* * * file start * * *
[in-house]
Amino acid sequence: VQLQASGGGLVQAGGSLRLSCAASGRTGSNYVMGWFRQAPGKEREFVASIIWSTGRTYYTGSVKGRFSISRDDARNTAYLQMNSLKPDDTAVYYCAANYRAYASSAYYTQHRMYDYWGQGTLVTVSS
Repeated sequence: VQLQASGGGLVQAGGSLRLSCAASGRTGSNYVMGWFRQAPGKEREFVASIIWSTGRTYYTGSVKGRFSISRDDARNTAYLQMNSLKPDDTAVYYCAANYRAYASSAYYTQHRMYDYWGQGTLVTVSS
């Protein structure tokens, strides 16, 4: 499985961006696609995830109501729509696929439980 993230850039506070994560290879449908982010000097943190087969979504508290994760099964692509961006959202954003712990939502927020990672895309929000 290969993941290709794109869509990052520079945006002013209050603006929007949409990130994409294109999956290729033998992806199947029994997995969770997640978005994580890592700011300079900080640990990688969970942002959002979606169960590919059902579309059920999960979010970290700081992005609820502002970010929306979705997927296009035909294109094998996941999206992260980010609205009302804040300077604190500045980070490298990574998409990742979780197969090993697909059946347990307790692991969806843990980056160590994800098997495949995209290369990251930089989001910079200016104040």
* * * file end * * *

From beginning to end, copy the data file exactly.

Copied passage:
[in-house]
Amino acid sequence: VQLQASGGGLVQAGGSLRLSCAASGRTGSNYVMGWFRQAPGKEREFVASIIWSTGRTYYTGSVKGRFSISRDDARNTAYLQMNSLKPDDTAVYYCAANYRAYASSAYYTQHRMYDYWGQGTLVTVSS
Repeated sequence: VQLQASGGGLVQAGGSLRLSCAASGRTGSNYVMGWFRQAPGKEREFVASIIWSTGRTYYTGSVKGRFSISRDDARNTAYLQMNSLKPDDTAVYYCAANYRAYASSAYYTQHRMYDYWGQGTLVTVSS
């Protein structure tokens, strides 16, 4: 499985961006696609995830109501729509696929439980 993230850039506070994560290879449908982010000097943190087969979504508290994760099964692509961006959202954003712990939502927020990672895309929000 290969993941290709794109869509990052520079945006002013209050603006929007949409990130994409294109999956290729033998992806199947029994997995969770997640978005994580890592700011300079900080640990990688969970942002959002979606169960590919059902579309059920999960979010970290700081992005609820502002970010929306979705997927296009035909294109094998996941999206992260980010609205009302804040300077604190500045980070490298990574998409990742979780197969090993697909059946347990307790692991969806843990980056160590994800098997495949995209290369990251930089989001910079200016104040």